Let's continue with Regular Expressions. All articles in this series can be found here. I will be using Regexr.com for most of these tutorials. It is a great site, where you can write and validate your regular expressions against your desired input text.

Now, Let's look at how regular expressions usually look like..

The '/' before and after the pattern is the "delimiter". We put our search pattern between the delimiters and in the end pass a flag. Flags add a bit more control on what you want to accomplish. So, with that knowledge let's get started.

Matching a String

To match any given string, we just do this,  /{string}/ and the Regex engine will find that string from the text. So, when i search for Blogg  it will be matched with FreBlogg as we can expect but not with 'blogg' as it is case-sensitive by default.

To, match even the 'blogg' on the second line, you can use the i(ignores the case) flag along with g. But, the problem with that i flag is that it will match a lot more than we want it to as you can see in the second image. So, use the flag with caution as it can match other strings you might not want to.

We will later see what to do if you only want to match 'Blogg' and 'blogg' and nothing else.

So, that is how you can match for a single string. Let's look at the Dot operator now.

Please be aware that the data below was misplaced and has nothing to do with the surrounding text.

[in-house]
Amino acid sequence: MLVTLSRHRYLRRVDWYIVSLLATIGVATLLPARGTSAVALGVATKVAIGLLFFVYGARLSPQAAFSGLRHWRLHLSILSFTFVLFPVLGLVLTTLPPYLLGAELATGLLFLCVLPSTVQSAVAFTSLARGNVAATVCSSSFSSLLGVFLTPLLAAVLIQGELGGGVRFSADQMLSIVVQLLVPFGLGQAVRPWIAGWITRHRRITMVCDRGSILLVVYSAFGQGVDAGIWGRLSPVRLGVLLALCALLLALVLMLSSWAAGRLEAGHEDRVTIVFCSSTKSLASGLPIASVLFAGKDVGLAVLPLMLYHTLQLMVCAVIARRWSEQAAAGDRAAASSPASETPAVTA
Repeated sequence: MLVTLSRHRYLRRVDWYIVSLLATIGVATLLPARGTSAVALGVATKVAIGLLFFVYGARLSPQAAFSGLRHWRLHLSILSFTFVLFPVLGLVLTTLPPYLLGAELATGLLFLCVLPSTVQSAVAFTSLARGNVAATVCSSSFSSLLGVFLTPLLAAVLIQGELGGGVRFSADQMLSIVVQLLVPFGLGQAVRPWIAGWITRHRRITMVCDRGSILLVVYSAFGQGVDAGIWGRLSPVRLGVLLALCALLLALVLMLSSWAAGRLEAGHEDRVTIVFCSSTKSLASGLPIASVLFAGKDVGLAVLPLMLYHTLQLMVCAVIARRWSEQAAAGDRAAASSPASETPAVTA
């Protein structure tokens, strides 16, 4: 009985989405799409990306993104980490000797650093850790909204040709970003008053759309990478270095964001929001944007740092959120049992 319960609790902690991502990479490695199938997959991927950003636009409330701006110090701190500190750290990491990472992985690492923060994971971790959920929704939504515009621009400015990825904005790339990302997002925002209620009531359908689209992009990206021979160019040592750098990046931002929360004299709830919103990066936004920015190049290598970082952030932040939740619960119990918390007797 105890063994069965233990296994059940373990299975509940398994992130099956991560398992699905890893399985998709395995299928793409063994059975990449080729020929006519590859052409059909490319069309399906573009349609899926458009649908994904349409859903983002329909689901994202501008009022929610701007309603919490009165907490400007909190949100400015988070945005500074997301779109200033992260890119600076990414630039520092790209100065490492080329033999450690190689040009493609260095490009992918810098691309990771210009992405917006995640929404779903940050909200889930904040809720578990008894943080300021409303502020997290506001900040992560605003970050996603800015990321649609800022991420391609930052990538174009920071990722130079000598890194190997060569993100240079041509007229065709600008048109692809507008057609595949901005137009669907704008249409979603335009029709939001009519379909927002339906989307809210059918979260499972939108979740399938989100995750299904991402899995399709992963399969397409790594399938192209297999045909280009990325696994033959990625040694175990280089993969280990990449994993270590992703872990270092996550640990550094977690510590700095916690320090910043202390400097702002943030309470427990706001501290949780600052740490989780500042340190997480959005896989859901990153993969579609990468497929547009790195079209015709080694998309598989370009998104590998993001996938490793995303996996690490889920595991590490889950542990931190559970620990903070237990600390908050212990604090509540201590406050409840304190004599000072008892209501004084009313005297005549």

The Dot Operator

The /./ in regex, matches every character, except the newline characters.
We use this when we want to match a character but don't care what it is. A[s you see in the image, it matches all characters, numbers and spaces. Even special characters like @,!,\$.. will be matched.

When i try with /D./ , it matches *Do * because the Dot will match anything. But, it didn't match the 'D' on line 2 with 'o' on line 3, because dot operator won't match new line characters and we have a new line character after 'D'.

So, Let's use the stuff we've learned till now and do a small exercise.

Say, I want to match three letter words, i can use /.../, but look at what it matched.
As you see it did not exactly do what we wanted. Since, Dot matches Spaces as well, it matches a space and two letters as in 'oh'. So, we can't use it for this particular case.  We will see much better way to do the same thing in the later tutorials.

Well, that is everything for this tutorial. Stay Tuned for more.

Happy RegExing!